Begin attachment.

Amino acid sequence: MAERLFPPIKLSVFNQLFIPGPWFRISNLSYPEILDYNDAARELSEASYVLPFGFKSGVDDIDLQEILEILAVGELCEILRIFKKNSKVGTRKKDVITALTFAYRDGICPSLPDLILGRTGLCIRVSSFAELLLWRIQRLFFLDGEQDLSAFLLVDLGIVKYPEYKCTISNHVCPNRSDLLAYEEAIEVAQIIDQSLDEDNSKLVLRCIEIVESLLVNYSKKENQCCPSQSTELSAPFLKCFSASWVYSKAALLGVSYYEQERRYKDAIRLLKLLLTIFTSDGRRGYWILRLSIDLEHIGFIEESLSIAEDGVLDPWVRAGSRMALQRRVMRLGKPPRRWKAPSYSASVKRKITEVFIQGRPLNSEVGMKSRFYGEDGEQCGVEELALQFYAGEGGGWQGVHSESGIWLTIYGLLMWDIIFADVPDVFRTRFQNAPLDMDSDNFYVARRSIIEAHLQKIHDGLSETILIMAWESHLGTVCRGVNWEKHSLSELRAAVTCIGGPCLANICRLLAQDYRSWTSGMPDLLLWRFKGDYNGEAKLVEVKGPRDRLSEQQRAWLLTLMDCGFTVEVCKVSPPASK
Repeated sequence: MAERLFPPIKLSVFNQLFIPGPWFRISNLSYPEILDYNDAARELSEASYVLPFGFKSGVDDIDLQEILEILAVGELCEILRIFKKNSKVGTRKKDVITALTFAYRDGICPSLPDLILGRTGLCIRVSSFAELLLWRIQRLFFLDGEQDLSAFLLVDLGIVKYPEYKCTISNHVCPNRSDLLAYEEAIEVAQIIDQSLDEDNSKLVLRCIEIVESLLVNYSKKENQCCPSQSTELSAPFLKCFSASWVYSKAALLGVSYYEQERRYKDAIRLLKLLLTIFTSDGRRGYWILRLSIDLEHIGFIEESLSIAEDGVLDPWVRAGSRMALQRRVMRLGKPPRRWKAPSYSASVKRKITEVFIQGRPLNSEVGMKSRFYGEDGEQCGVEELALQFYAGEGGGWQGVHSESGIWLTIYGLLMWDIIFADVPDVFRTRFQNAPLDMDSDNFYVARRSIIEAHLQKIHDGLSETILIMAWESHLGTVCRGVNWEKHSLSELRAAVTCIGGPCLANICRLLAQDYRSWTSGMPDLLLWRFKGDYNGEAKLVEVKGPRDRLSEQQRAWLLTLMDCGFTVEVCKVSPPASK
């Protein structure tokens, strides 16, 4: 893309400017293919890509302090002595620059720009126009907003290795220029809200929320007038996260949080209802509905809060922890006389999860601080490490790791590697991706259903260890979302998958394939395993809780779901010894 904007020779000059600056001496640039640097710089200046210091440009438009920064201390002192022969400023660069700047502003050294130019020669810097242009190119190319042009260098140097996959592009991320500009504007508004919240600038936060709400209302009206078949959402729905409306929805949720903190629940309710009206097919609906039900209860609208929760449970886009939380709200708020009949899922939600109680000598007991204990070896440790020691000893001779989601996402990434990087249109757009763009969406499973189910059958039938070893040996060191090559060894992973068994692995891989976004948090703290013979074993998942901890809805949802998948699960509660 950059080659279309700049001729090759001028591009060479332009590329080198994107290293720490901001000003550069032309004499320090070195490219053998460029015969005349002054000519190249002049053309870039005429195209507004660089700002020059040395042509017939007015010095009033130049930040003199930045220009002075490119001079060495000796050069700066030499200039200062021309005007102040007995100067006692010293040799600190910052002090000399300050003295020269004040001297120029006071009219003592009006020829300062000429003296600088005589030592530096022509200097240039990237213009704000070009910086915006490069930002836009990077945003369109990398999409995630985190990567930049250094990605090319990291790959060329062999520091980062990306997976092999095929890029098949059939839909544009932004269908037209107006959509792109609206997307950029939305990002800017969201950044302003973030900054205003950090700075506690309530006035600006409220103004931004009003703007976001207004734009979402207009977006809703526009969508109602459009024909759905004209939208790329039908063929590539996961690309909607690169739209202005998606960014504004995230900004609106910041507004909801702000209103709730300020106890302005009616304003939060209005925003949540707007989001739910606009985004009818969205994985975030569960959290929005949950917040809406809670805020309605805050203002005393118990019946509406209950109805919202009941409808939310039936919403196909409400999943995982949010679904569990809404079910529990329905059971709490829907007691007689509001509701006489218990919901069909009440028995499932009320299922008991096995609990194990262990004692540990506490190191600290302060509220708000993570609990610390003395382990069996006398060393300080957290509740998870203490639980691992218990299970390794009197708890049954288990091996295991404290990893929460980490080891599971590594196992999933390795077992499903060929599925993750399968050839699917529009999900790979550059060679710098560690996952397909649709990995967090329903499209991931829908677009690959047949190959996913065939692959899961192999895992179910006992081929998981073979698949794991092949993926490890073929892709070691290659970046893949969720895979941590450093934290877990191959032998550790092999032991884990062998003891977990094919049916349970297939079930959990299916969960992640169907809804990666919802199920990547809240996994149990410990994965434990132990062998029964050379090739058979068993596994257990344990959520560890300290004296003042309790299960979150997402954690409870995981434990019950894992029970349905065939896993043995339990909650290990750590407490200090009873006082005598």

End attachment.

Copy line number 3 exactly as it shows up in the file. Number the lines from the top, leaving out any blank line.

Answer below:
């Protein structure tokens, strides 16, 4: 893309400017293919890509302090002595620059720009126009907003290795220029809200929320007038996260949080209802509905809060922890006389999860601080490490790791590697991706259903260890979302998958394939395993809780779901010894 904007020779000059600056001496640039640097710089200046210091440009438009920064201390002192022969400023660069700047502003050294130019020669810097242009190119190319042009260098140097996959592009991320500009504007508004919240600038936060709400209302009206078949959402729905409306929805949720903190629940309710009206097919609906039900209860609208929760449970886009939380709200708020009949899922939600109680000598007991204990070896440790020691000893001779989601996402990434990087249109757009763009969406499973189910059958039938070893040996060191090559060894992973068994692995891989976004948090703290013979074993998942901890809805949802998948699960509660 950059080659279309700049001729090759001028591009060479332009590329080198994107290293720490901001000003550069032309004499320090070195490219053998460029015969005349002054000519190249002049053309870039005429195209507004660089700002020059040395042509017939007015010095009033130049930040003199930045220009002075490119001079060495000796050069700066030499200039200062021309005007102040007995100067006692010293040799600190910052002090000399300050003295020269004040001297120029006071009219003592009006020829300062000429003296600088005589030592530096022509200097240039990237213009704000070009910086915006490069930002836009990077945003369109990398999409995630985190990567930049250094990605090319990291790959060329062999520091980062990306997976092999095929890029098949059939839909544009932004269908037209107006959509792109609206997307950029939305990002800017969201950044302003973030900054205003950090700075506690309530006035600006409220103004931004009003703007976001207004734009979402207009977006809703526009969508109602459009024909759905004209939208790329039908063929590539996961690309909607690169739209202005998606960014504004995230900004609106910041507004909801702000209103709730300020106890302005009616304003939060209005925003949540707007989001739910606009985004009818969205994985975030569960959290929005949950917040809406809670805020309605805050203002005393118990019946509406209950109805919202009941409808939310039936919403196909409400999943995982949010679904569990809404079910529990329905059971709490829907007691007689509001509701006489218990919901069909009440028995499932009320299922008991096995609990194990262990004692540990506490190191600290302060509220708000993570609990610390003395382990069996006398060393300080957290509740998870203490639980691992218990299970390794009197708890049954288990091996295991404290990893929460980490080891599971590594196992999933390795077992499903060929599925993750399968050839699917529009999900790979550059060679710098560690996952397909649709990995967090329903499209991931829908677009690959047949190959996913065939692959899961192999895992179910006992081929998981073979698949794991092949993926490890073929892709070691290659970046893949969720895979941590450093934290877990191959032998550790092999032991884990062998003891977990094919049916349970297939079930959990299916969960992640169907809804990666919802199920990547809240996994149990410990994965434990132990062998029964050379090739058979068993596994257990344990959520560890300290004296003042309790299960979150997402954690409870995981434990019950894992029970349905065939896993043995339990909650290990750590407490200090009873006082005598």